"This is the beginning of one of the largest and longest construction booms we have seen in many, many years," Mr. Coletti said. "Most of the union trades I've spoken with are at or near full employment today. You will see an acceleration of work in the springtime when a lot more projects will put shovels in the ground."
The construction boom has set off a transformation of neighborhoods across the five boroughs. Critics say the prolonged growth period has damaged the character of some neighborhoods, and created dangerous construction conditions. They say the city's oversight mechanisms are under-equipped to handle the increase in building.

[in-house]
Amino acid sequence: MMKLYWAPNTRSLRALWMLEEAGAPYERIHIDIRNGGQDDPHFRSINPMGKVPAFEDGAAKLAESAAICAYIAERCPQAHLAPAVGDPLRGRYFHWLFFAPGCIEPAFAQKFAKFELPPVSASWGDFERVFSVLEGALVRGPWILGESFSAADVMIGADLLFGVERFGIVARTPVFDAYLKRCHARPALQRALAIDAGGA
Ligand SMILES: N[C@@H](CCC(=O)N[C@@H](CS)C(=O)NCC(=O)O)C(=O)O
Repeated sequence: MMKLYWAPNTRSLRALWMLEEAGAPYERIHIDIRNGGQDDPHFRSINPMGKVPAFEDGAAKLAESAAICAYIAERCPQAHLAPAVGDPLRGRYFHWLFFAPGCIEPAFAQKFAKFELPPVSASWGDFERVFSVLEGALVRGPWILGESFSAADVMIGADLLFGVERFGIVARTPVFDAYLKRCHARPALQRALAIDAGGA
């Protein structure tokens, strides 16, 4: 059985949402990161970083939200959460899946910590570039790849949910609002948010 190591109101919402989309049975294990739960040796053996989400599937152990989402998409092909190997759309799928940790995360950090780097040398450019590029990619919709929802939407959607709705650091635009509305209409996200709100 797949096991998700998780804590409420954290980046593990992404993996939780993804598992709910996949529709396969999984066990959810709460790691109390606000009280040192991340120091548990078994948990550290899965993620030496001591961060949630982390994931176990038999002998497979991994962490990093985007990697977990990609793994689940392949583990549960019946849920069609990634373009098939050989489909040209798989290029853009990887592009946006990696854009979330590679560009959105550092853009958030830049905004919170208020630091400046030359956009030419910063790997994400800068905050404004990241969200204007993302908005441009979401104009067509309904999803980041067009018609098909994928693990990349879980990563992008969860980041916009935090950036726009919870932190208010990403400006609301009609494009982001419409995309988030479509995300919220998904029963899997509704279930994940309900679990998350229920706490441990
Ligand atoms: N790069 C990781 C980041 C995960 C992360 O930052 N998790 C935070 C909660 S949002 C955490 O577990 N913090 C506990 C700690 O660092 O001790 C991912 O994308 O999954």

A City Council member from Queens, Tony Avella, said he would not attend the popular annual banquet hosted next month by the Real Estate Board of New York, the powerful lobbying group representing the real estate industry. Mr. Avella, a Democrat, said that even in a period where the industry is making a lot of money, it has have resisted reforms aimed at increasing oversight and close zoning loopholes.
"Obviously a construction boom is good in many respects. Unfortunately there is an aspect of it that has really been undermining the very nature of neighborhood life in this city," Mr. Avella said. "We can no longer just have business as usual when in fact we are in a crisis mode. Not enough people are paying serious attention to overdevelopment and unsafe construction."
But for construction companies, real estate brokers, and those living and working in the newly constructed buildings, the building boom under way during the Bloomberg administration has had its benefits. And for all New Yorkers, it is changing the face of the city in ways that will be seen for years to come.